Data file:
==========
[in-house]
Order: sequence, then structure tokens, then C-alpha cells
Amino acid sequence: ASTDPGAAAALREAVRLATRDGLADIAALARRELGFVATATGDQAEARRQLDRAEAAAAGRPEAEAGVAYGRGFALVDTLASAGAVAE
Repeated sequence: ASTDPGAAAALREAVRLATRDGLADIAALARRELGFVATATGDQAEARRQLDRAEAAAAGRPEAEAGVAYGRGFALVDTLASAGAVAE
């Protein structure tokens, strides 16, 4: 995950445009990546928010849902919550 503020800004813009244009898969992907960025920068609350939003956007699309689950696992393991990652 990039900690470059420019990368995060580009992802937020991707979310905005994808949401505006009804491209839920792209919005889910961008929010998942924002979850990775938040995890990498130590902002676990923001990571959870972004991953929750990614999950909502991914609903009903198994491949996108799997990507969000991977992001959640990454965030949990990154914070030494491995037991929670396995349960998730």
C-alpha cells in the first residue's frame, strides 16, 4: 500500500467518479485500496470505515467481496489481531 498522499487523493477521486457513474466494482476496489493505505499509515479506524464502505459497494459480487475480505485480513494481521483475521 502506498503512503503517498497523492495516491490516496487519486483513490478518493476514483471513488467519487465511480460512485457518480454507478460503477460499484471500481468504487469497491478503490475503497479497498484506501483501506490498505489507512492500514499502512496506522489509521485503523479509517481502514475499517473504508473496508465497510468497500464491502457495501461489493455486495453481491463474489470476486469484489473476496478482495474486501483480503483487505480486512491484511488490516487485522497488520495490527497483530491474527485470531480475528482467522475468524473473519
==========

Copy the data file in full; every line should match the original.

[in-house]
Order: sequence, then structure tokens, then C-alpha cells
Amino acid sequence: ASTDPGAAAALREAVRLATRDGLADIAALARRELGFVATATGDQAEARRQLDRAEAAAAGRPEAEAGVAYGRGFALVDTLASAGAVAE
Repeated sequence: ASTDPGAAAALREAVRLATRDGLADIAALARRELGFVATATGDQAEARRQLDRAEAAAAGRPEAEAGVAYGRGFALVDTLASAGAVAE
């Protein structure tokens, strides 16, 4: 995950445009990546928010849902919550 503020800004813009244009898969992907960025920068609350939003956007699309689950696992393991990652 990039900690470059420019990368995060580009992802937020991707979310905005994808949401505006009804491209839920792209919005889910961008929010998942924002979850990775938040995890990498130590902002676990923001990571959870972004991953929750990614999950909502991914609903009903198994491949996108799997990507969000991977992001959640990454965030949990990154914070030494491995037991929670396995349960998730």
C-alpha cells in the first residue's frame, strides 16, 4: 500500500467518479485500496470505515467481496489481531 498522499487523493477521486457513474466494482476496489493505505499509515479506524464502505459497494459480487475480505485480513494481521483475521 502506498503512503503517498497523492495516491490516496487519486483513490478518493476514483471513488467519487465511480460512485457518480454507478460503477460499484471500481468504487469497491478503490475503497479497498484506501483501506490498505489507512492500514499502512496506522489509521485503523479509517481502514475499517473504508473496508465497510468497500464491502457495501461489493455486495453481491463474489470476486469484489473476496478482495474486501483480503483487505480486512491484511488490516487485522497488520495490527497483530491474527485470531480475528482467522475468524473473519